Performance Audits and QC Checks

Performance audits must be conducted quarterly and include mid-level calibration gas injected three times through the sample transport system. Both multi-point calibrations and performance audits are required as they serve different purposes.


Recordkeeping and Compliance

Facilities must record and maintain individual component concentrations for a minimum of two years. This ensures transparency and allows for the recalculation of NHV during compliance reviews.


For frequently asked questions for these PS-9 in 40 CFR Part 63 Subpart CC, visit here. For a deeper dive into 40 CFR Part 63 Subpart CC, read our blog post.

How ESC Spectrum Can Help

At ESC Spectrum, we specialize in providing comprehensive solutions for Continuous Emission Monitoring Systems (CEMS). Our Gas Chromatography-based CEMS offerings are designed to meet stringent regulatory requirements and ensure optimal performance. 


Our industry-leading data acquisition system software, StackVision, and Prism, are used by 3,100+ facilities across the U.S. for accurate and reliable air emissions monitoring and reporting to meet federal, state, and local requirements.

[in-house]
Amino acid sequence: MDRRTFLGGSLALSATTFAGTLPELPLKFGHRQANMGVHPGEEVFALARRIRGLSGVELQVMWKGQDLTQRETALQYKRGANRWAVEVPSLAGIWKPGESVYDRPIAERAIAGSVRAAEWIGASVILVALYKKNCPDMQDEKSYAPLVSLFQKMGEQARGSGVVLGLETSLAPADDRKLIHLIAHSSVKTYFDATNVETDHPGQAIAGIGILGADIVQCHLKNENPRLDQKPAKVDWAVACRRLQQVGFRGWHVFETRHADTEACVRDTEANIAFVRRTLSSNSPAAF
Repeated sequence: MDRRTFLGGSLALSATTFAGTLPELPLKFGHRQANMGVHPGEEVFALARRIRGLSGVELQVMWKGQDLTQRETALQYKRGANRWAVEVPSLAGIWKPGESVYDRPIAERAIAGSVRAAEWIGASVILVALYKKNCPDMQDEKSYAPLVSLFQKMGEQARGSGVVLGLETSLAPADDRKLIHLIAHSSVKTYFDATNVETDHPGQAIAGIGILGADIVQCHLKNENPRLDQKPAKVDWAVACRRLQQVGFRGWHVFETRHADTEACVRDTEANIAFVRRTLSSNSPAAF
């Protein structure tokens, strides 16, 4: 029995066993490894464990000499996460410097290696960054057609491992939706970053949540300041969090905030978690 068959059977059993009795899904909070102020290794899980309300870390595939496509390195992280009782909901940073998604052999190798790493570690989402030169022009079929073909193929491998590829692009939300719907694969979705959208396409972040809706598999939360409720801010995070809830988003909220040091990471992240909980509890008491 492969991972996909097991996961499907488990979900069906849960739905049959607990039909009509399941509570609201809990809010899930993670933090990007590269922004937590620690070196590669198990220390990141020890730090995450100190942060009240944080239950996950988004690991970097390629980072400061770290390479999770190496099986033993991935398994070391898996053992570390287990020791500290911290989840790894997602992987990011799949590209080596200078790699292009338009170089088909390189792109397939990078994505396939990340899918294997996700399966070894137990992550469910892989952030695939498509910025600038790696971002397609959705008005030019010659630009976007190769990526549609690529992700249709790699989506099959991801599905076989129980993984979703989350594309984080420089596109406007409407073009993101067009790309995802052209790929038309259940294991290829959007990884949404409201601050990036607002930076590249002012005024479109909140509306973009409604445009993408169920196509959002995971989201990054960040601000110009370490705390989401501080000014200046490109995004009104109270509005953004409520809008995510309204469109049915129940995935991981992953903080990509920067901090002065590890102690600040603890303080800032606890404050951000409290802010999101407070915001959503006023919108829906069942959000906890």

StackVision works seamlessly with the 8864 Data Controller to collect, monitor, QA, and report on emissions data from CEM systems accurately and reliably. Learn more about why our 8864 Data Controller is the best way to mitigate risks at your refinery in our blog post

Picture of Reagan Sokolosky - Marketing Specialist III

Reagan Sokolosky - Marketing Specialist III

Reagan is a Strategic Communications graduate from Oklahoma State University who joined ESC Spectrum in April of 2020. She dove headfirst into the air emissions compliance industry with no prior experience. She has been writing and researching about air emissions for 4 years to educate our customers. Within four years, Reagan advanced to Marketing Specialist III, showcasing expertise in ESC Spectrum’s learning offerings, email marketing, video editing, product and software releases, and company rebranding.

Contact Reagan at for questions or comments.